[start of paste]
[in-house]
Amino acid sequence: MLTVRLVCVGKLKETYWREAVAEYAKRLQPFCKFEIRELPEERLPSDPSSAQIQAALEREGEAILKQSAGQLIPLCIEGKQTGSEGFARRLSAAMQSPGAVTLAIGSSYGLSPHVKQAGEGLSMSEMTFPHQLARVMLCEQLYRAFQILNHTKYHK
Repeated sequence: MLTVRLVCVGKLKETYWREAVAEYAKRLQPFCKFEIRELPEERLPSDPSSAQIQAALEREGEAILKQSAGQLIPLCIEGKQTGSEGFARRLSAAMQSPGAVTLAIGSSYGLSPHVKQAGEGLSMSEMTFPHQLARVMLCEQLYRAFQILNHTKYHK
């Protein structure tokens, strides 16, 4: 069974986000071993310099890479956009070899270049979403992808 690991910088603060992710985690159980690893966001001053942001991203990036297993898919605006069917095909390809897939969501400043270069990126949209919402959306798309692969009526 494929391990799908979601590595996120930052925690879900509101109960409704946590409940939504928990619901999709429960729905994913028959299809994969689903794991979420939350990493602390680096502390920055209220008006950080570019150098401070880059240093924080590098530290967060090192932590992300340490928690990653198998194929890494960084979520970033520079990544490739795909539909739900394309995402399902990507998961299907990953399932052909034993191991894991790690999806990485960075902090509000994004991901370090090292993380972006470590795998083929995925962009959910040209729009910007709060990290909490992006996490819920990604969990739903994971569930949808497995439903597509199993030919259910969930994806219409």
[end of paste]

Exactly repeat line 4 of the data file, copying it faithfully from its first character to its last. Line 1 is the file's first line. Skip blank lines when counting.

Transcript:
């Protein structure tokens, strides 16, 4: 069974986000071993310099890479956009070899270049979403992808 690991910088603060992710985690159980690893966001001053942001991203990036297993898919605006069917095909390809897939969501400043270069990126949209919402959306798309692969009526 494929391990799908979601590595996120930052925690879900509101109960409704946590409940939504928990619901999709429960729905994913028959299809994969689903794991979420939350990493602390680096502390920055209220008006950080570019150098401070880059240093924080590098530290967060090192932590992300340490928690990653198998194929890494960084979520970033520079990544490739795909539909739900394309995402399902990507998961299907990953399932052909034993191991894991790690999806990485960075902090509000994004991901370090090292993380972006470590795998083929995925962009959910040209729009910007709060990290909490992006996490819920990604969990739903994971569930949808497995439903597509199993030919259910969930994806219409």